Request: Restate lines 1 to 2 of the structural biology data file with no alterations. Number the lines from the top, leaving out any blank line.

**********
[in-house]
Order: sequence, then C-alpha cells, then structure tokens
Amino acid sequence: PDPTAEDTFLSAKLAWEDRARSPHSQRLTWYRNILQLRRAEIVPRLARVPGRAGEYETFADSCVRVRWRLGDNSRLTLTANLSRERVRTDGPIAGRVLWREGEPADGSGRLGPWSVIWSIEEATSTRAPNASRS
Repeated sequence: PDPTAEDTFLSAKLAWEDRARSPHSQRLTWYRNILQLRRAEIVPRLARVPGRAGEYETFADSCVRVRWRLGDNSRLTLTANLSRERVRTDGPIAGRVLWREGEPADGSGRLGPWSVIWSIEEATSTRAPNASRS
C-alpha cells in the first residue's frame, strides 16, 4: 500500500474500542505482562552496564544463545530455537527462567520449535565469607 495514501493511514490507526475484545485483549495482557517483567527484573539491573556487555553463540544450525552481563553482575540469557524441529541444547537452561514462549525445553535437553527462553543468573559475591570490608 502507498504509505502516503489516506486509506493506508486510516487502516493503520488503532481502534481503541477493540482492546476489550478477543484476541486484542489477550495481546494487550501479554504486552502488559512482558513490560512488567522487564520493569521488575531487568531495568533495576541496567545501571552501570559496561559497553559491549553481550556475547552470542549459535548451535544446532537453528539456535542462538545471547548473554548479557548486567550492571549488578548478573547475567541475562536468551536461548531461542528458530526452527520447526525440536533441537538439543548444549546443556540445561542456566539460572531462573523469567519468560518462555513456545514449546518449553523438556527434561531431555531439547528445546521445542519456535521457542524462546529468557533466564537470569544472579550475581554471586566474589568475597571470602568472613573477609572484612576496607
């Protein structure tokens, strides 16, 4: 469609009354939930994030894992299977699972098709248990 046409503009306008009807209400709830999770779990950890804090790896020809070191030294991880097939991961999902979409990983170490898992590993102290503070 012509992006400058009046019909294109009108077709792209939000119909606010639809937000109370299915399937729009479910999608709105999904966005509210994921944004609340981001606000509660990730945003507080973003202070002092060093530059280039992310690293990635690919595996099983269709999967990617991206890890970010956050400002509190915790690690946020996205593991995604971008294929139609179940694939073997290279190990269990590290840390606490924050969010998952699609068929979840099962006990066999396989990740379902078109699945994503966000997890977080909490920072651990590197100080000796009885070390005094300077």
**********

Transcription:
[in-house]
Order: sequence, then C-alpha cells, then structure tokens